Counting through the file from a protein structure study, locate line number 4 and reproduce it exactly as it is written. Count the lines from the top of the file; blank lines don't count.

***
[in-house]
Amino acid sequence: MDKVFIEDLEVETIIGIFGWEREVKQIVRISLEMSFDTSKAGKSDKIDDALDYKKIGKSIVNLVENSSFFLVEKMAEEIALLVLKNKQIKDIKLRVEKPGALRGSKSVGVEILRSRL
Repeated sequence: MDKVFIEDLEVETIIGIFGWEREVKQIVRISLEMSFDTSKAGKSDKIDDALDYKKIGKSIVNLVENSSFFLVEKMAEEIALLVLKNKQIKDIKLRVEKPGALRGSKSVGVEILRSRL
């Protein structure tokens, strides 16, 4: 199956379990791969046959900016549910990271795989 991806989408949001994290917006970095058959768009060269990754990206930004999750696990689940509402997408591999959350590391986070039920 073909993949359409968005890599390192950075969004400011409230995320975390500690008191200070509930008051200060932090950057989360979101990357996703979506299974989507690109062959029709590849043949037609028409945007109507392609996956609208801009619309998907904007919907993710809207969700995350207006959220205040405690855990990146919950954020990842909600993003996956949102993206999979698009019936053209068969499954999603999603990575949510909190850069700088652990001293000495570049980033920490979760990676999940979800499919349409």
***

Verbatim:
């Protein structure tokens, strides 16, 4: 199956379990791969046959900016549910990271795989 991806989408949001994290917006970095058959768009060269990754990206930004999750696990689940509402997408591999959350590391986070039920 073909993949359409968005890599390192950075969004400011409230995320975390500690008191200070509930008051200060932090950057989360979101990357996703979506299974989507690109062959029709590849043949037609028409945007109507392609996956609208801009619309998907904007919907993710809207969700995350207006959220205040405690855990990146919950954020990842909600993003996956949102993206999979698009019936053209068969499954999603999603990575949510909190850069700088652990001293000495570049980033920490979760990676999940979800499919349409």